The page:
If you’re like me, you’ve had to quickly put a temporary fix on a blanket, bridle, or stable tool, so I thought I’d tell you about my fast (and cheap) quick fixes.
#1. Duct Tape is probably number one on my list of handy items to have in the tack room. In fact, I’ve renamed it the “Horseman’s Friend”. I’ve used duct tape to cover the ends of cleaning tools and wheel barrow handles so that I don’t get splinters.
I use it to label trash bags for storing blankets. Well, actually you can use it to label almost anything from feed containers to tack trunks to grooming tools. When we arrive at an event and find we’re in a concrete block barn, we use duct tape hang the signs with owner’s name, where we are staying etc. Duct tape holds barn tools together in the trailer. And in a pinch, it will cover blanket tears until you can get a repair done. Once, when my ponies kept getting the chest snaps of their Rhino blankets caught on the fence, I wrapped the snaps in duct tape and slid the blankets on and off over their heads. The result? No more getting caught in the fence. Duct tape will work as a keeper on a bridle until you can get it repaired. And it makes an excellent wrap over cohesive bandage (like vet-wrap) when you don’t have an ‘easy boot’ handy for a hoof. After all it was designed to be waterproof for the U.S. Army! Duct tape will label, wrap, and secure a lot of important stuff in a pinch. At less than $5 a roll what self respecting horse person could be without duct tape. Check out the Duct Tape Guys on YouTube.
#2. Zinc Oxide
Do you have a horse with a beautiful white blaze and a cute pink nose? The sun intense summer sun can really make those noses sore. For less than $2 you can have a tube of diaper rash ointment contain A and D and Zinc Oxide. Put the diaper rash ointment all over the cute pink nose and wa-la! Your horse will have sun protection that can last all day.
And what about A and D ointment without the zinc? It’s great for heels, scurfy elbows, and scrapes that you’re trying to encourage to grow hair. And again you can purchase a tube of A and D ointment for less than $2. I recommend the generic store brand. It works as well as the fancy brands.
Velcro is another product that I wouldn’t want to do without. Velcro comes in all shapes and sizes and a huge range of prices. Velcro comes as a sew on product, a self wrapping product, or with a sticky back. The self wrap products (come with both sides of the velcro on one strip) are great for bundling things like hoses, stall cleaning tools, or securing bridles for travel. The sticky back velcro has not been as successful in my barn except for an emergency repair for the belly band on a blanket. My favorite to keep on hand is a roll of 2″ wide sew on velcro. This is the stuff you see on fly masks, horse blankets, and bell boots. I use an ordinary sewing machine to replace the velcro on fly-masks and blankets. For bell boots, I attach the velcro by hand sewing with a strong needle and dental floss.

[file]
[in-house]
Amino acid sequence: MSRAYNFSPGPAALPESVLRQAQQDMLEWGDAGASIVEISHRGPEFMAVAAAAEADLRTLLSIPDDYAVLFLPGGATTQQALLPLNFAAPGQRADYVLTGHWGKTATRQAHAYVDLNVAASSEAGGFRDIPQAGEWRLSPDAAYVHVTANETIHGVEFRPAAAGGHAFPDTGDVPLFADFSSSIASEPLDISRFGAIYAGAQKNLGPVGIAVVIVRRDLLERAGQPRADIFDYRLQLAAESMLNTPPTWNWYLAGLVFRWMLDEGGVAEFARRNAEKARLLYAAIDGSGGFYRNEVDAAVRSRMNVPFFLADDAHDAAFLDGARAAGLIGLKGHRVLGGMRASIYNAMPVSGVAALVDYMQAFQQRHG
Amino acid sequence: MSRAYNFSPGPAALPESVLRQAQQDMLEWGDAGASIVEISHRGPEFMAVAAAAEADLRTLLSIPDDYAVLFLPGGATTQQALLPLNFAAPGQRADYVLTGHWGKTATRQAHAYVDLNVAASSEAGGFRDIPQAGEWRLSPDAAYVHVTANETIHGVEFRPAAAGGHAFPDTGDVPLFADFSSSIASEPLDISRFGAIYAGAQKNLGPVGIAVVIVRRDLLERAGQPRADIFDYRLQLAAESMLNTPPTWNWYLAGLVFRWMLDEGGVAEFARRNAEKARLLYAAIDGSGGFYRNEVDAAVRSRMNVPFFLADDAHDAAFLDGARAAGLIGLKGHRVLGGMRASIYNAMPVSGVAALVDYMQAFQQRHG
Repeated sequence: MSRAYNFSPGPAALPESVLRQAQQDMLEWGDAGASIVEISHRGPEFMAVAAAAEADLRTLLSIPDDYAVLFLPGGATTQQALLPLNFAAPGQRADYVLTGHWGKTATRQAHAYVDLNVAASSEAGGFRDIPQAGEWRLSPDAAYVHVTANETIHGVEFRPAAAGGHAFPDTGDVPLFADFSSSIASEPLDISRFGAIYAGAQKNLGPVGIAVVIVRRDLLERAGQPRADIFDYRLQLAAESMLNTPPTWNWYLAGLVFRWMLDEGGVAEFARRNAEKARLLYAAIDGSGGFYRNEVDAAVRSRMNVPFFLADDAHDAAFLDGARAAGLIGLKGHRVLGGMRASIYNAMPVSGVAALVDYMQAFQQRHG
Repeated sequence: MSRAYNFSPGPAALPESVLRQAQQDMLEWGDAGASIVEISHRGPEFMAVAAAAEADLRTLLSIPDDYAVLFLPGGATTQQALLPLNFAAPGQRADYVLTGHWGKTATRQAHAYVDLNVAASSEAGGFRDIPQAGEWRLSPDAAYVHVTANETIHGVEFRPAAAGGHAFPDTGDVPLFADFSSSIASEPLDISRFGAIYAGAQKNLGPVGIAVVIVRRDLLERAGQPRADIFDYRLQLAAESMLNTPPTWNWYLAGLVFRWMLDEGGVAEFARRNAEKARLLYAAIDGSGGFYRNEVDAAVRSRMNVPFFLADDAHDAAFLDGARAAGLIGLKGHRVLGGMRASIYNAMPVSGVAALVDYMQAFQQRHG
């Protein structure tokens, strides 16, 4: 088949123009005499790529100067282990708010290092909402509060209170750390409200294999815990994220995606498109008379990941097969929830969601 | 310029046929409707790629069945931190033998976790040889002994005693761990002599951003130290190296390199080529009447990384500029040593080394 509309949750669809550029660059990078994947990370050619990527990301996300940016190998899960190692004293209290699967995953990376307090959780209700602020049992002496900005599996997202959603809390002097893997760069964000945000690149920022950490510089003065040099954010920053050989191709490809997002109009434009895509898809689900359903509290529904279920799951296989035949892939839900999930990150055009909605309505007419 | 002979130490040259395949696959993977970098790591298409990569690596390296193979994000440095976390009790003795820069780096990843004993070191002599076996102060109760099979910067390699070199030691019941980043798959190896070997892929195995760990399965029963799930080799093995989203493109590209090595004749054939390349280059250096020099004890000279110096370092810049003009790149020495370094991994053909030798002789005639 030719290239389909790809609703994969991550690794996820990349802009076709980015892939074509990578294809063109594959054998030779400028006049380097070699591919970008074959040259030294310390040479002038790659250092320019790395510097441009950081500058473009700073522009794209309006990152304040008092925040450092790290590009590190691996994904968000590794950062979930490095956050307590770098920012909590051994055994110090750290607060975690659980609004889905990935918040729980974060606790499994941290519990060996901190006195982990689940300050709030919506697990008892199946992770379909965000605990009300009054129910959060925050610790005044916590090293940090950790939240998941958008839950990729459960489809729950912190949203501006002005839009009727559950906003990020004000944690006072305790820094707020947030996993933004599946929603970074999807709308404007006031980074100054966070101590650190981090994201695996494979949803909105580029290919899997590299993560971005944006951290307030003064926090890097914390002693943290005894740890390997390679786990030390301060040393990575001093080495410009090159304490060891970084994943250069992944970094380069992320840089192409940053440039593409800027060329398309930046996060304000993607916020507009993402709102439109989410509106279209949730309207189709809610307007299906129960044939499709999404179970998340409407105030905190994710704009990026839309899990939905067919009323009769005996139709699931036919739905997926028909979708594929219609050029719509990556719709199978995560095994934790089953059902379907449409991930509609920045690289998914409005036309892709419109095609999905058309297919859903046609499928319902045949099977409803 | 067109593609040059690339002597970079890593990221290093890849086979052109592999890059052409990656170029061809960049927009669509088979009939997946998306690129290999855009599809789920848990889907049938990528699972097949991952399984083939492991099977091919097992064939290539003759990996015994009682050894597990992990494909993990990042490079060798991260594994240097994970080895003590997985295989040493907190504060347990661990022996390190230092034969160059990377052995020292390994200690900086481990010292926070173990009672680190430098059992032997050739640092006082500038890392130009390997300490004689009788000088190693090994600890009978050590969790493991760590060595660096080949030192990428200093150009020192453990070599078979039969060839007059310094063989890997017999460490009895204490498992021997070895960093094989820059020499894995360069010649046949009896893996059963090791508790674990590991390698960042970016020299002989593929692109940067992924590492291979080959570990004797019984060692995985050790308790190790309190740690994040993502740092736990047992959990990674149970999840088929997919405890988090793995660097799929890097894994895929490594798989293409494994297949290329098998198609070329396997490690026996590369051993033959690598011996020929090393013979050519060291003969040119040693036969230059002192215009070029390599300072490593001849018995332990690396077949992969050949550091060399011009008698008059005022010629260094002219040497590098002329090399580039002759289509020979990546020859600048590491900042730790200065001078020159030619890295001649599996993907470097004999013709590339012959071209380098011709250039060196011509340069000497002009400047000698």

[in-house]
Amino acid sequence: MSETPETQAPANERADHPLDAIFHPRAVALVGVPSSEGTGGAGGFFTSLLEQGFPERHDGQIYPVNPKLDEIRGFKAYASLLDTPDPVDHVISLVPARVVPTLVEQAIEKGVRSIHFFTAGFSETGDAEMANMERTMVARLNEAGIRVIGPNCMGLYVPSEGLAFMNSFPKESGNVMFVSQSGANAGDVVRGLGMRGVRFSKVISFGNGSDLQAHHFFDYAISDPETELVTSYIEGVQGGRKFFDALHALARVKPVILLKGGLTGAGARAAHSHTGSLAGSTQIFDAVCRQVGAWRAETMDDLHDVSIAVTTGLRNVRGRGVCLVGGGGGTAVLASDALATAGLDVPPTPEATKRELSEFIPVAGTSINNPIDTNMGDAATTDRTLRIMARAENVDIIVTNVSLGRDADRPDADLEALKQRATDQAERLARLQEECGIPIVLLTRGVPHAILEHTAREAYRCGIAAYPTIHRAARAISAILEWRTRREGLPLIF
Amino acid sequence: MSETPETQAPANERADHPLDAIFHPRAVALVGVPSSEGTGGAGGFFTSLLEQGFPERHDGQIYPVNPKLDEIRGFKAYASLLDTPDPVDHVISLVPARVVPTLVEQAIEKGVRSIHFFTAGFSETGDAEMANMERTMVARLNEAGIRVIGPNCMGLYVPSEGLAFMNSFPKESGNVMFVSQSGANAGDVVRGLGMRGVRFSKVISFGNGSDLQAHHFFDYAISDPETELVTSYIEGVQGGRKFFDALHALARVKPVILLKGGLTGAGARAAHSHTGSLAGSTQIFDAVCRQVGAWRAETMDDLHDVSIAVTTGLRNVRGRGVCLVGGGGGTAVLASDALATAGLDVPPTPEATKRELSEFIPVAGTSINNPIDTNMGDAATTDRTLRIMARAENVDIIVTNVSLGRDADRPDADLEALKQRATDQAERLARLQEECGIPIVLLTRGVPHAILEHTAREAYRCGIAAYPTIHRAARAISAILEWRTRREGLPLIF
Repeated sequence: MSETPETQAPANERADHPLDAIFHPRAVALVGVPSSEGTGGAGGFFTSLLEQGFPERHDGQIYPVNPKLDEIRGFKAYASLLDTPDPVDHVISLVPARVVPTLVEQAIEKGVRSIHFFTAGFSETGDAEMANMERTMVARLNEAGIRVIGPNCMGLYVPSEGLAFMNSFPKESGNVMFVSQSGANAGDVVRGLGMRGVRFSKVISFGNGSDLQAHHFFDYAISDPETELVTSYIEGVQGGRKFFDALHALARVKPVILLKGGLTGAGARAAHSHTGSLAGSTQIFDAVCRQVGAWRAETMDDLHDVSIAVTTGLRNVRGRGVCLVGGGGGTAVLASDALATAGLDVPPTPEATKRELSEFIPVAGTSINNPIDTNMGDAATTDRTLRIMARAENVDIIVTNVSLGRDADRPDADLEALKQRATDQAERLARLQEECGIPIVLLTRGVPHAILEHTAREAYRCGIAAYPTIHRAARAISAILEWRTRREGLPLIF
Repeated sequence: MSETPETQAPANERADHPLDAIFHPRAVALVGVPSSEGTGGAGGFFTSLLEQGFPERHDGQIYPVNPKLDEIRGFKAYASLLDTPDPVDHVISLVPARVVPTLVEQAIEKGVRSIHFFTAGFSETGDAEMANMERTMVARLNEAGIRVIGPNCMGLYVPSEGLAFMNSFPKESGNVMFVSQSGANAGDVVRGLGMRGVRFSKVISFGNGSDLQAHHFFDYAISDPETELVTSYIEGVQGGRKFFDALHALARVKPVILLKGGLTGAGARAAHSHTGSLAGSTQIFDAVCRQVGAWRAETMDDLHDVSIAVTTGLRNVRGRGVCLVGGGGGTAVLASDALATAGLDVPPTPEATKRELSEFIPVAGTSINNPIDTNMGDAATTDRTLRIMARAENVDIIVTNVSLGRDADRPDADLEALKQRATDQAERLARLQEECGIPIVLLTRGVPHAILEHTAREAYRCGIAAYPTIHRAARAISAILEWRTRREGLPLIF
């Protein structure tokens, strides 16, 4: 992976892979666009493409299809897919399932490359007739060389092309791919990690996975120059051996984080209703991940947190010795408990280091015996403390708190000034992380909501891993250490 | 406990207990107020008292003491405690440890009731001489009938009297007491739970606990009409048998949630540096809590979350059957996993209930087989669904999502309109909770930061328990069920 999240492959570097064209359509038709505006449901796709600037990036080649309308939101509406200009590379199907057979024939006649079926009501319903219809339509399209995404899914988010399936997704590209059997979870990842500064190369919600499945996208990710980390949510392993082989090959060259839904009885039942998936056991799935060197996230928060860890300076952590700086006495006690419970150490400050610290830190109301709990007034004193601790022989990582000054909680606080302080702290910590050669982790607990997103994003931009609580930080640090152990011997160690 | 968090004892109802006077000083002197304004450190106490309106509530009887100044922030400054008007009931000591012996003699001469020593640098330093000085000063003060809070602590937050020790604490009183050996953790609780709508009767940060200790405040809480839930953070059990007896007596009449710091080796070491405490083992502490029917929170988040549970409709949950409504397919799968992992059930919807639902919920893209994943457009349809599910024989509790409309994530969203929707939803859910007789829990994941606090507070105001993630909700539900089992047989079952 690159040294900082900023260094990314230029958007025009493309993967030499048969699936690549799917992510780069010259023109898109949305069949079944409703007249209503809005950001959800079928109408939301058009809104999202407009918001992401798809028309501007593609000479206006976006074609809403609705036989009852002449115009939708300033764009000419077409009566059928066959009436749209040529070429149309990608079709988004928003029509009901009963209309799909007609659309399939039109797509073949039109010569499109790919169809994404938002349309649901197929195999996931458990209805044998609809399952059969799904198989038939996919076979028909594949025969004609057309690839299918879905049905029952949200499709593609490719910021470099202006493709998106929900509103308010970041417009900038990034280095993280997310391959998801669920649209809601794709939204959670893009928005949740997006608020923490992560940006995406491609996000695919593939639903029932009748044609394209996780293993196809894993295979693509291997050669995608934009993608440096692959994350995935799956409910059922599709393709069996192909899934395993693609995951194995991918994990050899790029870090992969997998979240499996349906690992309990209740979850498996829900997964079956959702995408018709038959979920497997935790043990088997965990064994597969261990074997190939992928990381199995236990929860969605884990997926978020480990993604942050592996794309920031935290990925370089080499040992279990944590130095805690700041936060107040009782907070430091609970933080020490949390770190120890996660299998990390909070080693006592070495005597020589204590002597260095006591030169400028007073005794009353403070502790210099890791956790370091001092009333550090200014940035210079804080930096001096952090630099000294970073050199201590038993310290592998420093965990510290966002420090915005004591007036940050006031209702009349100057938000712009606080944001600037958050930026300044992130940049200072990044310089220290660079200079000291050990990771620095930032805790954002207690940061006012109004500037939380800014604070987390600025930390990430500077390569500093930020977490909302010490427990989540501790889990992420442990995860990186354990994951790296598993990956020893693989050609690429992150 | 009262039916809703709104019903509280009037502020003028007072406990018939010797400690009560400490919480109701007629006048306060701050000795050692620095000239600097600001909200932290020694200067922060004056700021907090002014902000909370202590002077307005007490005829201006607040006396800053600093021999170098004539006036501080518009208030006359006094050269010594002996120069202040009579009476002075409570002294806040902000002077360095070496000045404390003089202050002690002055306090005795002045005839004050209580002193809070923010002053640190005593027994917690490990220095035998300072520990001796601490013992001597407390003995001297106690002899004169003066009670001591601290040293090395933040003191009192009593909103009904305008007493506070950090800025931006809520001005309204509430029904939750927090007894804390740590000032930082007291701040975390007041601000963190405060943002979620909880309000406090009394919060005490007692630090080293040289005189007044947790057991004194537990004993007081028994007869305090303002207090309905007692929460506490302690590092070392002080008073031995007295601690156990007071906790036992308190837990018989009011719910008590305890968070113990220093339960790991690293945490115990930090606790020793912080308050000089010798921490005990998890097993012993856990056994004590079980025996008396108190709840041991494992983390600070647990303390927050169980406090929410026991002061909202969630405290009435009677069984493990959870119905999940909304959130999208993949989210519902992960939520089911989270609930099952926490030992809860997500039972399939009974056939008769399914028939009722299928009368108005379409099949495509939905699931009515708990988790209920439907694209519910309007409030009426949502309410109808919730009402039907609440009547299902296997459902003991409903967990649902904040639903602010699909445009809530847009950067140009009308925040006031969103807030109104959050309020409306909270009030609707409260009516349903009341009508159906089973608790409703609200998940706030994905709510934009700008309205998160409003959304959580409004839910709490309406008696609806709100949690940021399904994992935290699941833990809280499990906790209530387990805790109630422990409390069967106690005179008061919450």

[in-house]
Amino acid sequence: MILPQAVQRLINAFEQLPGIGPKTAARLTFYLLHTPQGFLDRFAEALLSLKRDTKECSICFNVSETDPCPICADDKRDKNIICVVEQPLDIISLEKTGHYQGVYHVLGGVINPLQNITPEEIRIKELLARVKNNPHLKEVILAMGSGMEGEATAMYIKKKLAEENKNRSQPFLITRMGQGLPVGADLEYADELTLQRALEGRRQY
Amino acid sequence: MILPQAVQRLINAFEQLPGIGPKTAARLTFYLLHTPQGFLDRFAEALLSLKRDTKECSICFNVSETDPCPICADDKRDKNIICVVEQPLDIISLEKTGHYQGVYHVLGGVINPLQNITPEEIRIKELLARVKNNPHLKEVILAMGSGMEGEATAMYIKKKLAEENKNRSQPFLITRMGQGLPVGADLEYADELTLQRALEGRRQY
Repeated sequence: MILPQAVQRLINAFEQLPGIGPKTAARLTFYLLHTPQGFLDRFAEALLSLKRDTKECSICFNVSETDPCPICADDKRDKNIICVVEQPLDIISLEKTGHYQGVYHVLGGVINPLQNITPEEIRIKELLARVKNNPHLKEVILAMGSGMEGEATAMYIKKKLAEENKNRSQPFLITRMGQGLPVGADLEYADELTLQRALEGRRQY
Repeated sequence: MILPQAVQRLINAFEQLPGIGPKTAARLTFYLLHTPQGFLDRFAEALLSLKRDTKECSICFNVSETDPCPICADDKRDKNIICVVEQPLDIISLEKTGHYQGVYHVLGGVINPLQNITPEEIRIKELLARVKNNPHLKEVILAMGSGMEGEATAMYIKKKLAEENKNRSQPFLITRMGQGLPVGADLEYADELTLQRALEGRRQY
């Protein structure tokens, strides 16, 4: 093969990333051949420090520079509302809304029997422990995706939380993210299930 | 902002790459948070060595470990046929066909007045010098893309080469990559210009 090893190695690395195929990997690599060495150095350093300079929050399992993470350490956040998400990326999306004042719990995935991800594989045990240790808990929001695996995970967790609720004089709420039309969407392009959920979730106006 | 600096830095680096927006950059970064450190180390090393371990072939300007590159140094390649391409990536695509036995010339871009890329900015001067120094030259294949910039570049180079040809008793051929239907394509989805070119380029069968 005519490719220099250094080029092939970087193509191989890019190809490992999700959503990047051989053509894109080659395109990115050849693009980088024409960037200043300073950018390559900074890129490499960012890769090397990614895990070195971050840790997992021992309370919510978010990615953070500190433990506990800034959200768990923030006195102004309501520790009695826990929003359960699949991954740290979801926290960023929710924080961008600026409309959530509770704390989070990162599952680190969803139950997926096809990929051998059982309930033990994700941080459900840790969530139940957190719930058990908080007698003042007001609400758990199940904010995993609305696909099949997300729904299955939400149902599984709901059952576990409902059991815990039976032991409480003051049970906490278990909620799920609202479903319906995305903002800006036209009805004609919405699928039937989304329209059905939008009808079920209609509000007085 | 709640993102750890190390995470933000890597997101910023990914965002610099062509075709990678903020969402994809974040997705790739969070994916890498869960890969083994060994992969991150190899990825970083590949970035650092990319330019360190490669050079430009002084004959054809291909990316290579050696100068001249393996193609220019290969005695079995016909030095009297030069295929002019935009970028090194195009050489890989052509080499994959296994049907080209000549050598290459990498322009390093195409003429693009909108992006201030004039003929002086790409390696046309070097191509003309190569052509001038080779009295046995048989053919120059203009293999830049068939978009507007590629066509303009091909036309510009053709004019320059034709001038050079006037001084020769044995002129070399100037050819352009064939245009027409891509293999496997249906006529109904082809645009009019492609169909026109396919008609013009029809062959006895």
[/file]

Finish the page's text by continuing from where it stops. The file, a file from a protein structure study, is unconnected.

#4. Dental floss
It comes in handy for repairing leather, such as replacing stitching in stirrup leathers, and of course the bell boots. I prefer to use waxed dental floss. You’ll want to keep a blunt tapestry needle handle for dental floss.
#5. Silicone Glue
And speaking of bell boots. My horses wear bell boots with velcro, for schooling, but boy, do I get tired of the stitching wearing out before the bell boots do. The stitching wears off because it rubs repeatedly on the horse’s hoof. Once that happens you loose the velcro and the boots, usually at the worse time. I was commenting about this at a recent cross country schooling. Someone suggested that I cover all of the stitching with silicone glue when I first purchase the bell boots. This protects the threads and whenever the glue wears off, you wash and dry the bell boots and give the threads another coat. I gave this a try and it worked beautifully. After a short drying period, the silicone was flexible and not at all sticky. Now all of my bell boots have threads coated with silicone and the boots are lasting so much longer. In fact I haven’t had to replace bell boots in over 2 years.
Do you have any favorite cheap fixes and helps in your tack room? I’d love to read about them. Just click on comments and tell us your secret fixes!
Thanks for reading The Riding Instructor!